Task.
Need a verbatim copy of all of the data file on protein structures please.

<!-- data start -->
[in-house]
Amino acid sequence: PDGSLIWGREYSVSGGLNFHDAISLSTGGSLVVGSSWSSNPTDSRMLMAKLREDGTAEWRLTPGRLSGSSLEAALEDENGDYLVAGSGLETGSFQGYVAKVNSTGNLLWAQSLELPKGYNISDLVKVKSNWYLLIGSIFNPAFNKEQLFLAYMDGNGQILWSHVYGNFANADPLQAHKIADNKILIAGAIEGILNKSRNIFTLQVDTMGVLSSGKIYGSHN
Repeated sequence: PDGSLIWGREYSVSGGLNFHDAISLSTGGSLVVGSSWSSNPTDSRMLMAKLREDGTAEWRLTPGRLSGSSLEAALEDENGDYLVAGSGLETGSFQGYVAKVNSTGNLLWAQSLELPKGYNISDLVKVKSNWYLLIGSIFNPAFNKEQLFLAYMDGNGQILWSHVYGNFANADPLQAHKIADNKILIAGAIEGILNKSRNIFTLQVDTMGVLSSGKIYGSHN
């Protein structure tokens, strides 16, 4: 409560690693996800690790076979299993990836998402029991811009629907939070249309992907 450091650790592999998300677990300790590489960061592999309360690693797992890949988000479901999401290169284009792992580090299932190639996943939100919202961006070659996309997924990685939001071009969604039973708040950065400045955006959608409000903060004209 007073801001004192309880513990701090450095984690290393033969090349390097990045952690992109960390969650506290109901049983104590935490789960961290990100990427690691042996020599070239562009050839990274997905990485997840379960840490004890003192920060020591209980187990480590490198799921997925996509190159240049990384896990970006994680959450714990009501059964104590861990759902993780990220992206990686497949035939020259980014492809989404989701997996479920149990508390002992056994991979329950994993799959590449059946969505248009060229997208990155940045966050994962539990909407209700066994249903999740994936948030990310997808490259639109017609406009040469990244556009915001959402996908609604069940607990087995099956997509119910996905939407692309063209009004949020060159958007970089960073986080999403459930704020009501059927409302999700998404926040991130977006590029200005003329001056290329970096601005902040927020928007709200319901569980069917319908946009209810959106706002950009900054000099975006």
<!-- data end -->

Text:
[in-house]
Amino acid sequence: PDGSLIWGREYSVSGGLNFHDAISLSTGGSLVVGSSWSSNPTDSRMLMAKLREDGTAEWRLTPGRLSGSSLEAALEDENGDYLVAGSGLETGSFQGYVAKVNSTGNLLWAQSLELPKGYNISDLVKVKSNWYLLIGSIFNPAFNKEQLFLAYMDGNGQILWSHVYGNFANADPLQAHKIADNKILIAGAIEGILNKSRNIFTLQVDTMGVLSSGKIYGSHN
Repeated sequence: PDGSLIWGREYSVSGGLNFHDAISLSTGGSLVVGSSWSSNPTDSRMLMAKLREDGTAEWRLTPGRLSGSSLEAALEDENGDYLVAGSGLETGSFQGYVAKVNSTGNLLWAQSLELPKGYNISDLVKVKSNWYLLIGSIFNPAFNKEQLFLAYMDGNGQILWSHVYGNFANADPLQAHKIADNKILIAGAIEGILNKSRNIFTLQVDTMGVLSSGKIYGSHN
């Protein structure tokens, strides 16, 4: 409560690693996800690790076979299993990836998402029991811009629907939070249309992907 450091650790592999998300677990300790590489960061592999309360690693797992890949988000479901999401290169284009792992580090299932190639996943939100919202961006070659996309997924990685939001071009969604039973708040950065400045955006959608409000903060004209 007073801001004192309880513990701090450095984690290393033969090349390097990045952690992109960390969650506290109901049983104590935490789960961290990100990427690691042996020599070239562009050839990274997905990485997840379960840490004890003192920060020591209980187990480590490198799921997925996509190159240049990384896990970006994680959450714990009501059964104590861990759902993780990220992206990686497949035939020259980014492809989404989701997996479920149990508390002992056994991979329950994993799959590449059946969505248009060229997208990155940045966050994962539990909407209700066994249903999740994936948030990310997808490259639109017609406009040469990244556009915001959402996908609604069940607990087995099956997509119910996905939407692309063209009004949020060159958007970089960073986080999403459930704020009501059927409302999700998404926040991130977006590029200005003329001056290329970096601005902040927020928007709200319901569980069917319908946009209810959106706002950009900054000099975006």